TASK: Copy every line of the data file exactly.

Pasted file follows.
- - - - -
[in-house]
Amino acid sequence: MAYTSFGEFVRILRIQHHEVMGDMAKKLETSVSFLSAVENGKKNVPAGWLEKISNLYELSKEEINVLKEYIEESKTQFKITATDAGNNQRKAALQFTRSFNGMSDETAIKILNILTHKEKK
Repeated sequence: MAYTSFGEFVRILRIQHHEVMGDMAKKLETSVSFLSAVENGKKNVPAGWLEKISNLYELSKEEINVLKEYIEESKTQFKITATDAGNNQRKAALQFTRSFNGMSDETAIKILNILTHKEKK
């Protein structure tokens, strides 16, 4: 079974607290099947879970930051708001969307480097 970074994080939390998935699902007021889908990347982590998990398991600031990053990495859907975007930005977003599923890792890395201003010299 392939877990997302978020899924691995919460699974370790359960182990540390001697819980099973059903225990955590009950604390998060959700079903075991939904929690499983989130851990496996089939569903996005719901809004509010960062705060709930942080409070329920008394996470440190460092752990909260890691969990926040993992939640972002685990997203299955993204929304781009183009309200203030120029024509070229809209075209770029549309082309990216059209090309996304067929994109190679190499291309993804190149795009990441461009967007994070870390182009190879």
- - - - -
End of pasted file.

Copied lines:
[in-house]
Amino acid sequence: MAYTSFGEFVRILRIQHHEVMGDMAKKLETSVSFLSAVENGKKNVPAGWLEKISNLYELSKEEINVLKEYIEESKTQFKITATDAGNNQRKAALQFTRSFNGMSDETAIKILNILTHKEKK
Repeated sequence: MAYTSFGEFVRILRIQHHEVMGDMAKKLETSVSFLSAVENGKKNVPAGWLEKISNLYELSKEEINVLKEYIEESKTQFKITATDAGNNQRKAALQFTRSFNGMSDETAIKILNILTHKEKK
């Protein structure tokens, strides 16, 4: 079974607290099947879970930051708001969307480097 970074994080939390998935699902007021889908990347982590998990398991600031990053990495859907975007930005977003599923890792890395201003010299 392939877990997302978020899924691995919460699974370790359960182990540390001697819980099973059903225990955590009950604390998060959700079903075991939904929690499983989130851990496996089939569903996005719901809004509010960062705060709930942080409070329920008394996470440190460092752990909260890691969990926040993992939640972002685990997203299955993204929304781009183009309200203030120029024509070229809209075209770029549309082309990216059209090309996304067929994109190679190499291309993804190149795009990441461009967007994070870390182009190879």